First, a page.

But in the end, in spite of a few near misses, respectability wins out and Marjorie ends the film gratefully back in her fiancé’s arms, having also poured cold water on the increasingly hedonistic and amorous office party by turning on the sprinkler system. That’s not to say that the ending quite puts to rest the various questions about feminine identity that have been raised over the course of the film as Marjorie tries to negotiate what constitutes an appropriate level of sexual availability in early 1960s Britain. The film is cast in an interesting way, with international figures like Kwan and (despite his roots in British comedy) Terry Thomas appearing alongside the more domestically-resonant likes of Bud Flanagan and Betty Marsden, a mixture that seems to reflect the general uncertainties of the film’s tone, flirting with the new while cleaving to the old ways eventually.
However, one of The Wild Affair’s most fascinating aspects is its engagement with contemporary fashion. Mary Quant, already making a name for herself as a premier sixties designer, was hired to dress Nancy Kwan while an ‘almost famous’ Vidal Sassoon did her hair, cutting the actress’s long black hair into a chin-length geometric bob for the role. The photo session that detailed Kwan’s haircut was featured in British Vogue and images from it feature in Maurice Binder’s title sequence for the film.
Terence Donovan’s profile shot of Kwan’s elegant new hairstyle went round the world, making Sassoon’s name internationally known and his new way of approaching women’s hairstyling – centred on a shiny straight cut that you could run your fingers through rather than elaborately teasy weased beehives – ultra-desirable.
Donovan’s picture featured in US Vogue October 1963 and was quickly very widely replicated. But, by contrast, the film for which Kwan’s stunning haircut was created wouldn’t get a UK release until 1965, a victim of the broader exhibition crisis of 1963 which also held up the releases of Ladies Who Do, The Leather Boys, A Place to Go, and other British films judged insufficiently exploitable to squeeze through the bottleneck that had built up. By the time The Wild Affair got a release in late 1965, what had been absolutely cutting edge – the mod make-up, the Quant dresses, the pioneering haircut – now looked routine and familiar. ‘This is a rather aimless little tale, but frequent suggestions of naughtiness will appeal to some audiences. Routine light co-feature’ was Kine’s dismissive verdict (14 October 1965 p. 17) and John Krish later recalled seeing the film play in a near-to-empty cinema, disappointed at the commercial failure of what had started out as such an enticing project. After all, The Wild Affair was one of Bryanston’s few non-Woodfall ventures to attempt to engage with contemporary life, and moreover the inner life and experiences of a young woman; this was what Jill Craigie had pleaded with Michael Balcon, later head of Bryanston, to pay heed to as far back as 1958, but with little success (see Sue Harper, Women in British Cinema, p. 90).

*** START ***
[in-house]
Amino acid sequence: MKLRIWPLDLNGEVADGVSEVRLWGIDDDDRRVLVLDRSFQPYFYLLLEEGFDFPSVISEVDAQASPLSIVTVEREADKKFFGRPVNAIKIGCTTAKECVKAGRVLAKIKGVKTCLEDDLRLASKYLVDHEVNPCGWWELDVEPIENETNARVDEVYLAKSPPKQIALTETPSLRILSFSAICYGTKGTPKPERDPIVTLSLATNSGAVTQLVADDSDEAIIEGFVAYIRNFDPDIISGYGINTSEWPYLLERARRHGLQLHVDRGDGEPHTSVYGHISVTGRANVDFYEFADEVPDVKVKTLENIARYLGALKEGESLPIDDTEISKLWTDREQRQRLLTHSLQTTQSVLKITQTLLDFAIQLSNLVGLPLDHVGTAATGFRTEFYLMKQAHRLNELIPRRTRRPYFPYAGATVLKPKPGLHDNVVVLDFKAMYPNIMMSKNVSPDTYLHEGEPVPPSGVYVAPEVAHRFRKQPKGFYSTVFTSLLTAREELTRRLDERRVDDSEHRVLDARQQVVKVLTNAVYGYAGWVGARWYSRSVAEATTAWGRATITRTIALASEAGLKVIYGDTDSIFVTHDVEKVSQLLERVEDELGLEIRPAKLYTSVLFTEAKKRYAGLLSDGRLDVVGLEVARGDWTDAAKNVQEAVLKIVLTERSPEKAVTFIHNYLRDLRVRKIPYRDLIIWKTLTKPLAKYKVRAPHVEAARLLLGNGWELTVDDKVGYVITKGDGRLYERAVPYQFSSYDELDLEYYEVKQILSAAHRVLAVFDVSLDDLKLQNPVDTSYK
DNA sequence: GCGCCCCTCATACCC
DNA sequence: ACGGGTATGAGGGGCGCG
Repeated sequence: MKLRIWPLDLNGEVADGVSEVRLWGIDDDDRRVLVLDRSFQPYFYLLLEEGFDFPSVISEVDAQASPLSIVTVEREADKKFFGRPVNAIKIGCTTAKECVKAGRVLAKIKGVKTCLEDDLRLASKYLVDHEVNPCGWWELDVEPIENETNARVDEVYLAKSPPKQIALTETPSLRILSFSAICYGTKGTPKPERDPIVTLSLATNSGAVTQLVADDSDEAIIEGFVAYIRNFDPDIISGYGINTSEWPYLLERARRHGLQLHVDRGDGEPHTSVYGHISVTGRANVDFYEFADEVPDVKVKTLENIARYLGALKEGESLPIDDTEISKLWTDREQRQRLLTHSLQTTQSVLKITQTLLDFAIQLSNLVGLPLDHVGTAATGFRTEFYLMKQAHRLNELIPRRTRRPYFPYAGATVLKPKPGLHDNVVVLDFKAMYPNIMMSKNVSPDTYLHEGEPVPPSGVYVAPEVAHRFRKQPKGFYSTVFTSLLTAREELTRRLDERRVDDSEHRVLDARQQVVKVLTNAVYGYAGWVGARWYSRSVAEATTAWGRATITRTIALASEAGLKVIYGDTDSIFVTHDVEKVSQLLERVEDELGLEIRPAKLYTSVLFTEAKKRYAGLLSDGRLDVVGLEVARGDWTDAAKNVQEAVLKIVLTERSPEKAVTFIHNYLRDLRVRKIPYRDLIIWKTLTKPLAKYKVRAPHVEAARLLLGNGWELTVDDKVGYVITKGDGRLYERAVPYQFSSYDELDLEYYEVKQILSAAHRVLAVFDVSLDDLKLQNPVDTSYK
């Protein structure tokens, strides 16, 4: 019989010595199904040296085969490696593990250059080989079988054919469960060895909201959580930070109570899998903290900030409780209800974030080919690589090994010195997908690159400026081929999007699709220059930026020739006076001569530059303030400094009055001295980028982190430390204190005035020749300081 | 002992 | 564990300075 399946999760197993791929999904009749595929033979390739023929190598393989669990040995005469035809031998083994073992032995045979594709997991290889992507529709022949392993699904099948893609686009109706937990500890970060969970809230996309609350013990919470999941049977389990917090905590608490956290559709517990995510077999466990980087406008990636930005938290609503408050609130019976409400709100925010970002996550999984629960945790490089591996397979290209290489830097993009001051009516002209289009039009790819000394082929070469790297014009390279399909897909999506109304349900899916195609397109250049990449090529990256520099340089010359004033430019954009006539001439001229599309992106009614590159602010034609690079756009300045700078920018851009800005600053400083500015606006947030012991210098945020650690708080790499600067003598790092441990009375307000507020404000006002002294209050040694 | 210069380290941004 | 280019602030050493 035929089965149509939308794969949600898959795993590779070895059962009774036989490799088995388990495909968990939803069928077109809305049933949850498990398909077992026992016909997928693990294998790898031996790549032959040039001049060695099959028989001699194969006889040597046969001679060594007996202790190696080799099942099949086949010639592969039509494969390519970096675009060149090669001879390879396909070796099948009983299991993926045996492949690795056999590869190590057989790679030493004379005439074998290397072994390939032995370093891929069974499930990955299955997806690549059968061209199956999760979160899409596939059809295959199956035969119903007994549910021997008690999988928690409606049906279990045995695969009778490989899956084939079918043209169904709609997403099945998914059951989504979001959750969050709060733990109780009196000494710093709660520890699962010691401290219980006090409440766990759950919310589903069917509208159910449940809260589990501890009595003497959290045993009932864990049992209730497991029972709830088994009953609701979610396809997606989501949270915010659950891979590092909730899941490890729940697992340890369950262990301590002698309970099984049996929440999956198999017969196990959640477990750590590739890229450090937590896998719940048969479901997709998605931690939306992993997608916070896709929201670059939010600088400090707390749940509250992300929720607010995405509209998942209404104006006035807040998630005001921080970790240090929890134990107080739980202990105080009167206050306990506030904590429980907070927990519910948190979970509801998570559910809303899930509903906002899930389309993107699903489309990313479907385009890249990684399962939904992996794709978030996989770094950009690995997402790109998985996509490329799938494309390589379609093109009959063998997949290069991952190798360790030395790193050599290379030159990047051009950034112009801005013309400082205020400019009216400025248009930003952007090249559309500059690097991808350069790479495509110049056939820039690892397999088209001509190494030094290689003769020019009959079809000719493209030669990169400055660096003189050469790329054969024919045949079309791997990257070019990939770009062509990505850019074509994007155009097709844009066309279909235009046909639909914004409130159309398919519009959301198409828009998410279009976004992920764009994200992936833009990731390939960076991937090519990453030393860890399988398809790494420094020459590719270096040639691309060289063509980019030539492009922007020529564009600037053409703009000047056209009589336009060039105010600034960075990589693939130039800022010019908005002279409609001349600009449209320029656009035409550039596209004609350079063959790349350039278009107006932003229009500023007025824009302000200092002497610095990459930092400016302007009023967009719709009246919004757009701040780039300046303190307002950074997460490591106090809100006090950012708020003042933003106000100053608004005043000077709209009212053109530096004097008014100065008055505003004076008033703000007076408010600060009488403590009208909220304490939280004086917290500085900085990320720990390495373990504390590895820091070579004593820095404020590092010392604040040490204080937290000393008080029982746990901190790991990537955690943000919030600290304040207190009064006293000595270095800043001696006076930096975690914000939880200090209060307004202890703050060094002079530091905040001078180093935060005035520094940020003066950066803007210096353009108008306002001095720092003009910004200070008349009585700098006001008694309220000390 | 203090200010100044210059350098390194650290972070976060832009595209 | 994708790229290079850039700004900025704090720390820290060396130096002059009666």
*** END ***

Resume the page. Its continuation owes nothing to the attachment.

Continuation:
The Wild Affair may have been a nobly intended box-office flop but it is striking in the way it gives voice to saucy Sandra, ‘the woman locked deep inside’ the outwardly sweet and prim Marjorie. And ultimately perhaps it is fitting that a film so sharply attuned to the deeper meanings of women’s outward appearances – the importance of a new kohl eyeliner or a frilly Mary Quant dress in constructing a sense of self – should have as its true legacy an epoch-making hairstyle, subsequently copied by countless women across the world.